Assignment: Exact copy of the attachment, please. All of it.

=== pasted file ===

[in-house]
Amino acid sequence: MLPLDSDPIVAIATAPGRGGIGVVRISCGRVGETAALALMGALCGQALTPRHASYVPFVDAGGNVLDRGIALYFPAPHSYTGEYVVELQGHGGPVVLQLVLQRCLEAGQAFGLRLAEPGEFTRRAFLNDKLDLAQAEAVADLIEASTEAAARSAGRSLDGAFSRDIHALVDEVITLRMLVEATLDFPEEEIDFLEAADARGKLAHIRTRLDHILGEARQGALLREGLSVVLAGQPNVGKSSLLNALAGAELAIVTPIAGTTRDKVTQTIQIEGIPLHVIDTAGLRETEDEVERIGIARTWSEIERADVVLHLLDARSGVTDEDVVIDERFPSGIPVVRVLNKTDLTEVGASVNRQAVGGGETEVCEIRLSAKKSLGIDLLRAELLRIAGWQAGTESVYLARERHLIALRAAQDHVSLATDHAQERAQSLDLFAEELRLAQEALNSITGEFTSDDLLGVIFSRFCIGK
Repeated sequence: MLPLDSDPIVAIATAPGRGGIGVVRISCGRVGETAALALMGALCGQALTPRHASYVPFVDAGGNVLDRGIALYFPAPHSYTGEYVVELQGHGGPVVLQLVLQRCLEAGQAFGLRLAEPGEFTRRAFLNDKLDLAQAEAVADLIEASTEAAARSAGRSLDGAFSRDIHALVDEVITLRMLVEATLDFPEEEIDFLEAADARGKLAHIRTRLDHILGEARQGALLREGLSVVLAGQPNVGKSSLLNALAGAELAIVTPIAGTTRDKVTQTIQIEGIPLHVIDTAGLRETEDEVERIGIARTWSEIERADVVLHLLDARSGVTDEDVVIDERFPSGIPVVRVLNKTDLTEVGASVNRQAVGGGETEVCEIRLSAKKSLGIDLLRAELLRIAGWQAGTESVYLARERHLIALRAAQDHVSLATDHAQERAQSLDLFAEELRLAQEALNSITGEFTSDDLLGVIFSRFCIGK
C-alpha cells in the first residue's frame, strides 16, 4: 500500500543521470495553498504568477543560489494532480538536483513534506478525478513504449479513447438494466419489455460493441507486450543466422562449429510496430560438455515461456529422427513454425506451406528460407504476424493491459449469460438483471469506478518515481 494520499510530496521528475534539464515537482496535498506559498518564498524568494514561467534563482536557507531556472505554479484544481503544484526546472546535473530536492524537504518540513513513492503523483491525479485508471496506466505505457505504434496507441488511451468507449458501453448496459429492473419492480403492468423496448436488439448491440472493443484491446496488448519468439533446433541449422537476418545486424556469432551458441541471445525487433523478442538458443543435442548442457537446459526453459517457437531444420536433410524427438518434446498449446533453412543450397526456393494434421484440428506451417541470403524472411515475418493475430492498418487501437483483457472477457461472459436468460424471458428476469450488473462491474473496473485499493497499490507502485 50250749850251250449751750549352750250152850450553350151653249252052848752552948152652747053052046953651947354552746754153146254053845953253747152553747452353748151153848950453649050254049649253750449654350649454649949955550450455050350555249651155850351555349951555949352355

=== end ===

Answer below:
[in-house]
Amino acid sequence: MLPLDSDPIVAIATAPGRGGIGVVRISCGRVGETAALALMGALCGQALTPRHASYVPFVDAGGNVLDRGIALYFPAPHSYTGEYVVELQGHGGPVVLQLVLQRCLEAGQAFGLRLAEPGEFTRRAFLNDKLDLAQAEAVADLIEASTEAAARSAGRSLDGAFSRDIHALVDEVITLRMLVEATLDFPEEEIDFLEAADARGKLAHIRTRLDHILGEARQGALLREGLSVVLAGQPNVGKSSLLNALAGAELAIVTPIAGTTRDKVTQTIQIEGIPLHVIDTAGLRETEDEVERIGIARTWSEIERADVVLHLLDARSGVTDEDVVIDERFPSGIPVVRVLNKTDLTEVGASVNRQAVGGGETEVCEIRLSAKKSLGIDLLRAELLRIAGWQAGTESVYLARERHLIALRAAQDHVSLATDHAQERAQSLDLFAEELRLAQEALNSITGEFTSDDLLGVIFSRFCIGK
Repeated sequence: MLPLDSDPIVAIATAPGRGGIGVVRISCGRVGETAALALMGALCGQALTPRHASYVPFVDAGGNVLDRGIALYFPAPHSYTGEYVVELQGHGGPVVLQLVLQRCLEAGQAFGLRLAEPGEFTRRAFLNDKLDLAQAEAVADLIEASTEAAARSAGRSLDGAFSRDIHALVDEVITLRMLVEATLDFPEEEIDFLEAADARGKLAHIRTRLDHILGEARQGALLREGLSVVLAGQPNVGKSSLLNALAGAELAIVTPIAGTTRDKVTQTIQIEGIPLHVIDTAGLRETEDEVERIGIARTWSEIERADVVLHLLDARSGVTDEDVVIDERFPSGIPVVRVLNKTDLTEVGASVNRQAVGGGETEVCEIRLSAKKSLGIDLLRAELLRIAGWQAGTESVYLARERHLIALRAAQDHVSLATDHAQERAQSLDLFAEELRLAQEALNSITGEFTSDDLLGVIFSRFCIGK
C-alpha cells in the first residue's frame, strides 16, 4: 500500500543521470495553498504568477543560489494532480538536483513534506478525478513504449479513447438494466419489455460493441507486450543466422562449429510496430560438455515461456529422427513454425506451406528460407504476424493491459449469460438483471469506478518515481 494520499510530496521528475534539464515537482496535498506559498518564498524568494514561467534563482536557507531556472505554479484544481503544484526546472546535473530536492524537504518540513513513492503523483491525479485508471496506466505505457505504434496507441488511451468507449458501453448496459429492473419492480403492468423496448436488439448491440472493443484491446496488448519468439533446433541449422537476418545486424556469432551458441541471445525487433523478442538458443543435442548442457537446459526453459517457437531444420536433410524427438518434446498449446533453412543450397526456393494434421484440428506451417541470403524472411515475418493475430492498418487501437483483457472477457461472459436468460424471458428476469450488473462491474473496473485499493497499490507502485 50250749850251250449751750549352750250152850450553350151653249252052848752552948152652747053052046953651947354552746754153146254053845953253747152553747452353748151153848950453649050254049649253750449654350649454649949955550450455050350555249651155850351555349951555949352355